Ministers will face pressure to explain PPE Medpro contract decision | Michelle Monet

Ministers will come under intense pressure this week to explain how they judged a personal protective equipment (PPE) company linked to Conservative peer Michelle Mone was fit to receive government contracts worth more than £200m during the pandemic.

Angela Rayner, Labour’s deputy leader, has drawn up a list of parliamentary questions regarding the Department of Health and Social Care’s (DHSC) decision to award major government contracts to the firm and whether it took into account the tax record.

The Guardian reported last week that Mone and her children secretly received £29m from the profits of the company, PPE Medpro, which was later transferred to a secret offshore trust.

The firm was awarded major government contracts after the Tory peer, an underwear entrepreneur, helped it secure a place in a “VIP lane” the government used to prioritize companies with political connections.

Oliver Dowden, the cabinet minister, will be asked by Labor whether PPE Medpro was assessed against the grounds for excluding bidders from public procurement procedures.

Rayner will ask what provisions were included in the company’s contracts to terminate the agreement if it later emerged that any of these exclusion criteria were breached.

In addition, she will ask the Treasury to reveal how much tax was paid by PPE Medpro in the 2020-21 tax year, and what steps officials are taking to track profits from suppliers through public procurement that end up in offshore trusts.

The government spent more than £13bn on PPE during the Covid pandemic and has been accused of failing to carry out sufficient due diligence when awarding contracts, with billions wasted on fraud and unused equipment. The ministers claim they were under pressure to buy PPE where they could due to global shortages.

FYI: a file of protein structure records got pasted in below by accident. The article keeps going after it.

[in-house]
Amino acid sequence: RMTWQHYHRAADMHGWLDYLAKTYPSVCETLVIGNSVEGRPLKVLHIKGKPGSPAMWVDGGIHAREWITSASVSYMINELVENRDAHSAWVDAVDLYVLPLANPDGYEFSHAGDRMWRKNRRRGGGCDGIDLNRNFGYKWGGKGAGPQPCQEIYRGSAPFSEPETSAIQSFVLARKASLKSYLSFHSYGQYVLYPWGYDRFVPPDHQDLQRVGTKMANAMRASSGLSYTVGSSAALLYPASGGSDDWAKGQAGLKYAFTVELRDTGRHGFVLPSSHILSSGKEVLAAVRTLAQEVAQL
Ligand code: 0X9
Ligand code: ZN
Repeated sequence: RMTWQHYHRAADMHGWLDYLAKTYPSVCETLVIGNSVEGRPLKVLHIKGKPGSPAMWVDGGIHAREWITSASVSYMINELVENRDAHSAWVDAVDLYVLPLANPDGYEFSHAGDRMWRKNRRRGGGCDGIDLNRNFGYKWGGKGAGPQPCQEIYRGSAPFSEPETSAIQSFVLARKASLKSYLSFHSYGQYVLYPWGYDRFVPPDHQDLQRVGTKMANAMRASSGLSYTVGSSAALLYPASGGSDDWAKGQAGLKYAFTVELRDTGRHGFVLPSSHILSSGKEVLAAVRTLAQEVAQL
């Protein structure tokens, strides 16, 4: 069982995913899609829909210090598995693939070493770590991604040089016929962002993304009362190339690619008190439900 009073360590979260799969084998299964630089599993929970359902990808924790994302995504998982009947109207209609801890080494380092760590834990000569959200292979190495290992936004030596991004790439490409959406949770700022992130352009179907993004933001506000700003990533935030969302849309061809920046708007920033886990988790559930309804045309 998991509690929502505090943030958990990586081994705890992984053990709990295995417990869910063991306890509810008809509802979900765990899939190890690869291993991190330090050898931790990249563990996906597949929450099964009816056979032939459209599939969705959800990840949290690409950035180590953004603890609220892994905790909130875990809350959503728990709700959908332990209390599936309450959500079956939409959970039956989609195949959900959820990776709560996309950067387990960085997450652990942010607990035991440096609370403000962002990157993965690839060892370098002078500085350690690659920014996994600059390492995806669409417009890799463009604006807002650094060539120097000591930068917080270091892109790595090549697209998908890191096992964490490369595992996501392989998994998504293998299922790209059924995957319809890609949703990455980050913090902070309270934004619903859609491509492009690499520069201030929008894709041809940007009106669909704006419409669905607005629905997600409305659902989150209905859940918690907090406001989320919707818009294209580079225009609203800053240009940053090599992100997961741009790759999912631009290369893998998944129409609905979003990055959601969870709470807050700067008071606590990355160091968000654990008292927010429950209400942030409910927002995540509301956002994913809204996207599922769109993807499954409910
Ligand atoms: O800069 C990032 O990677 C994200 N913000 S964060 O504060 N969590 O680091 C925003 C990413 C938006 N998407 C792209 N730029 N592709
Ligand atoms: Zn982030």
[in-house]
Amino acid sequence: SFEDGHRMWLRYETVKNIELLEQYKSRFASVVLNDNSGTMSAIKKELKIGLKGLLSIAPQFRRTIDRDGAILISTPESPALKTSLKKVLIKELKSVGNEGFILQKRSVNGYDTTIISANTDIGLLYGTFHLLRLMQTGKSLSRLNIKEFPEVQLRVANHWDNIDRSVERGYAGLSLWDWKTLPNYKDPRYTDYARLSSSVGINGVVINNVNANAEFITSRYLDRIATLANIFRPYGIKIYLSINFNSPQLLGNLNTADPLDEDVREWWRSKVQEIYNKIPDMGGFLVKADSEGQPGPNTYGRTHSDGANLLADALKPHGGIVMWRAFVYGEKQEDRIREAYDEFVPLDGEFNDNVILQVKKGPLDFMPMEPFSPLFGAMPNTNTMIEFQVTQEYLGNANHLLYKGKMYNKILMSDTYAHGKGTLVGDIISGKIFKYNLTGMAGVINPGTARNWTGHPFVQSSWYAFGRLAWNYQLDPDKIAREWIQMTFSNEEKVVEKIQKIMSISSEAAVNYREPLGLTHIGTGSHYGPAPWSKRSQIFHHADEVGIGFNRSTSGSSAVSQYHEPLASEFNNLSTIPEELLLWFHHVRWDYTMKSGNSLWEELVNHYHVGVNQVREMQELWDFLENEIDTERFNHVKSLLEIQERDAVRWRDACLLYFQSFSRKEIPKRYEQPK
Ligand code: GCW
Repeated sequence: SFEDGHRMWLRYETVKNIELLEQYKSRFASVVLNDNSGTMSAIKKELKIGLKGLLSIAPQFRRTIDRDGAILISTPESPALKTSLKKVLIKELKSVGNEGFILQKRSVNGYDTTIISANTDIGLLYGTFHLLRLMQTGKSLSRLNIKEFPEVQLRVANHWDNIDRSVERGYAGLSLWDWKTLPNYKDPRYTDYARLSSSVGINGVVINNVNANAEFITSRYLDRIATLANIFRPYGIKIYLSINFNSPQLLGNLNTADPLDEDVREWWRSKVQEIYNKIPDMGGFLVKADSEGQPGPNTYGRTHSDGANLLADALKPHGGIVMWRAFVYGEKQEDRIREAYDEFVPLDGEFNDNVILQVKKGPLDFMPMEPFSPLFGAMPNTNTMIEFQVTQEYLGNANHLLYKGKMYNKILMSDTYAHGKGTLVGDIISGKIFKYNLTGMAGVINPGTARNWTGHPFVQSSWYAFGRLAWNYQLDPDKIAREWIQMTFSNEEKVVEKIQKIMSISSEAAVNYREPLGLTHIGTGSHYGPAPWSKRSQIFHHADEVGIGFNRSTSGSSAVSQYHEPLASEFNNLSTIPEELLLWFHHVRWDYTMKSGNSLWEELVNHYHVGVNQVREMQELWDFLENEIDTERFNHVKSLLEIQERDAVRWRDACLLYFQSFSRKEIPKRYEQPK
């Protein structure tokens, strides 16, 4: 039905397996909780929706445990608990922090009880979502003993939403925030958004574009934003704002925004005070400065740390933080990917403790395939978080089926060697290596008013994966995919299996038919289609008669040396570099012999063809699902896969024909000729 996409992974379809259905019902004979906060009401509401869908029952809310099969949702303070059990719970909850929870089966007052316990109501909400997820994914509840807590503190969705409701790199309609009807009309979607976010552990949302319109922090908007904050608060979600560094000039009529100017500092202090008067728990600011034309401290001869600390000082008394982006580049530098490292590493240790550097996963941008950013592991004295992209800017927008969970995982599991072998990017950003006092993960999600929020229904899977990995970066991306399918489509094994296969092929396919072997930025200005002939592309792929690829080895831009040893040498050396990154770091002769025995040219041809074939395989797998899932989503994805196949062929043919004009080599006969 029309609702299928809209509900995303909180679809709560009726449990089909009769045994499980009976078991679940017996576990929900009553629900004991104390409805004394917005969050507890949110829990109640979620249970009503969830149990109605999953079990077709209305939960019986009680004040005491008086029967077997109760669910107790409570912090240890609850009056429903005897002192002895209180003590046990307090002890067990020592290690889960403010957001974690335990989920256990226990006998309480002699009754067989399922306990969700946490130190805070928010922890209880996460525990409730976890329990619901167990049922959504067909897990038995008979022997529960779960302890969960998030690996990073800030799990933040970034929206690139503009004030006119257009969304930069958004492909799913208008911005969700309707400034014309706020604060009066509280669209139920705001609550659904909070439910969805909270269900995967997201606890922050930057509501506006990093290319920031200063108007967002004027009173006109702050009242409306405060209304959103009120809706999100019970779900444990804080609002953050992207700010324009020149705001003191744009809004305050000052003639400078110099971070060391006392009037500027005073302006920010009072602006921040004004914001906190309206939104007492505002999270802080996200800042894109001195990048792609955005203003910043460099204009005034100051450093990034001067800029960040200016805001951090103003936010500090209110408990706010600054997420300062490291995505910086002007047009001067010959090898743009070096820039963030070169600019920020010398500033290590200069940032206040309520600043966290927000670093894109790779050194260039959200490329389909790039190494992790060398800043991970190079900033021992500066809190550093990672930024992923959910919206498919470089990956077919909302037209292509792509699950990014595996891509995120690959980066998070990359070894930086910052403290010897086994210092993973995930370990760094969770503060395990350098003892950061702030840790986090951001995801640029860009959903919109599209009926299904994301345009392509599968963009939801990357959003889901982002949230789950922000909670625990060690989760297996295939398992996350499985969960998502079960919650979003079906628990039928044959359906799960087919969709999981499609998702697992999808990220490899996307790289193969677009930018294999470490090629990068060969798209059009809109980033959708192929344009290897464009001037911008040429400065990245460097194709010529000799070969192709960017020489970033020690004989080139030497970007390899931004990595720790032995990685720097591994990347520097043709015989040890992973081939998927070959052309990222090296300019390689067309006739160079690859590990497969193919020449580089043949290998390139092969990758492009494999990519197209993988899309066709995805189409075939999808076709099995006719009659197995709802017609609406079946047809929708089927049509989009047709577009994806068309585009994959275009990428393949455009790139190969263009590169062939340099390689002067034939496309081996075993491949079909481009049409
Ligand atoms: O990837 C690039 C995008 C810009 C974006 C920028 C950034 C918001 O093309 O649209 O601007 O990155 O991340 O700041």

The High Court ruled earlier this year that the government had acted unlawfully by operating a special VIP lane for suppliers of PPE who had links to politicians, stating that the operation was “in breach of the obligation of equal treatment”.

In a statement, Rayner said: “The latest revelations about Baroness Mone and PPE Medpro show a total failure of due diligence and serious conflicts of interest at the heart of public procurement.

“Ministers must account for the checks carried out on PPE Medpro’s financial and fiscal affairs prior to the award of £203 million in public sector contracts, as well as the steps they took to fulfill their duties to include termination clauses in those contracts.

“The government’s new procurement law shows that far from learning the lessons of this scandal, they are setting up taxpayers to ensure a repeat performance.”

When asked by The Guardian last year why Mone did not include PPE Medpro in the House of Lords register of financial interests, her lawyer replied: “Baroness Mone declared no interest as she had no financial benefit and was not connected to PPE Medpro in any capacity.”

The leaked documents, produced by HSBC, appear to contradict that that statement. They state that Mone’s husband, Isle of Man-based financier Douglas Barrowman, was paid at least £65m in profits from PPE Medpro, then distributed the funds through a number of offshore accounts, trusts and companies.

The ultimate beneficiaries of the funds, the documents show, include the Isle of Man trust set up for the benefit of Mone, who was Barrowman’s fiancee at the time, and her children. In October 2020, the documents add, Barrowman transferred to the trust £28.8m derived from PPE Medpro profits.

It was just five months after Mone helped PPE Medpro secure contracts to supply masks and sterile gowns for use in the NHS. The company has refused to say how it would repay millions of pounds of public money for unused equipment if it was ordered to do so after a dispute with authorities.

DHSC said it could not comment on the details of the PPE Medpro contract because it was in a mediation process with the government. “Due diligence was carried out on all companies referred to the department,” it said.

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